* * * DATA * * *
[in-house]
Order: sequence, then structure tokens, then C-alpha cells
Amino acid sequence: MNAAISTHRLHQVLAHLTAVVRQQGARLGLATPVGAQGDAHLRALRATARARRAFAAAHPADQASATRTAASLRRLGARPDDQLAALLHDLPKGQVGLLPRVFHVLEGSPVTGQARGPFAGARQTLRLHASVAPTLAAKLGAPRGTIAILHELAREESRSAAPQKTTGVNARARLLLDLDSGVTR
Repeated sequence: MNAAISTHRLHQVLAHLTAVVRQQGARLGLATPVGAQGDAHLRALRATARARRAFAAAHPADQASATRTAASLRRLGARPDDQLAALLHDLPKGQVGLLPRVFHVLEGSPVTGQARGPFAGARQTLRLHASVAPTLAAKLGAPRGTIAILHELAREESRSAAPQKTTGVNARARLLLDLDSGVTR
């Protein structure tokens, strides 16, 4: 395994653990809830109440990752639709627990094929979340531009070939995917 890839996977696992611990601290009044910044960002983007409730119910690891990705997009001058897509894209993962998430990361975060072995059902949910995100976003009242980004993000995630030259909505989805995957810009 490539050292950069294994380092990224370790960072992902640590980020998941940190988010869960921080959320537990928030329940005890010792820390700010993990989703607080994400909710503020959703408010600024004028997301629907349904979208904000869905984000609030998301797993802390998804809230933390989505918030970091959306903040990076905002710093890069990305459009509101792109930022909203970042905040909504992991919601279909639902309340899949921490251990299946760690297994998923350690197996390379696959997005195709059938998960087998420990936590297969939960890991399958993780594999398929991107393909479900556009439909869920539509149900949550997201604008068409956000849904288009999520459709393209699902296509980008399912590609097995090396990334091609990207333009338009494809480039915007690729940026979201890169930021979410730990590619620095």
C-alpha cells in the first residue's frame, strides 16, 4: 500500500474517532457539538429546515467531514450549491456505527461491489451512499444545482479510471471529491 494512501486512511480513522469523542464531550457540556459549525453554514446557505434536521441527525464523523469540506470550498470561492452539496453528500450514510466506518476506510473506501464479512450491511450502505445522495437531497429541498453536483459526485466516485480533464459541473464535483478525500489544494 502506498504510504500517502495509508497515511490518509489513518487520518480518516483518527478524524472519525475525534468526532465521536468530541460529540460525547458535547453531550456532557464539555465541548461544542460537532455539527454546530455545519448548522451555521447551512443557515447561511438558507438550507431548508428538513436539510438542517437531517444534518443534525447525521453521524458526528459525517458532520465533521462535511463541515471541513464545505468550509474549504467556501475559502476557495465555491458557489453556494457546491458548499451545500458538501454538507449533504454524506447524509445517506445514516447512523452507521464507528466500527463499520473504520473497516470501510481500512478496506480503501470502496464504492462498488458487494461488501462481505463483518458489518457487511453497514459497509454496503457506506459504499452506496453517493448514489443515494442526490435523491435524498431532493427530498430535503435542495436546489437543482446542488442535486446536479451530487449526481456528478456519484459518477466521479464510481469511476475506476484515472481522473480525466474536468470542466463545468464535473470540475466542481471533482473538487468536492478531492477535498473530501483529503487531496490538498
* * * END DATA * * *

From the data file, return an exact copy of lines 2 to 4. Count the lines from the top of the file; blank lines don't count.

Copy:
Order: sequence, then structure tokens, then C-alpha cells
Amino acid sequence: MNAAISTHRLHQVLAHLTAVVRQQGARLGLATPVGAQGDAHLRALRATARARRAFAAAHPADQASATRTAASLRRLGARPDDQLAALLHDLPKGQVGLLPRVFHVLEGSPVTGQARGPFAGARQTLRLHASVAPTLAAKLGAPRGTIAILHELAREESRSAAPQKTTGVNARARLLLDLDSGVTR
Repeated sequence: MNAAISTHRLHQVLAHLTAVVRQQGARLGLATPVGAQGDAHLRALRATARARRAFAAAHPADQASATRTAASLRRLGARPDDQLAALLHDLPKGQVGLLPRVFHVLEGSPVTGQARGPFAGARQTLRLHASVAPTLAAKLGAPRGTIAILHELAREESRSAAPQKTTGVNARARLLLDLDSGVTR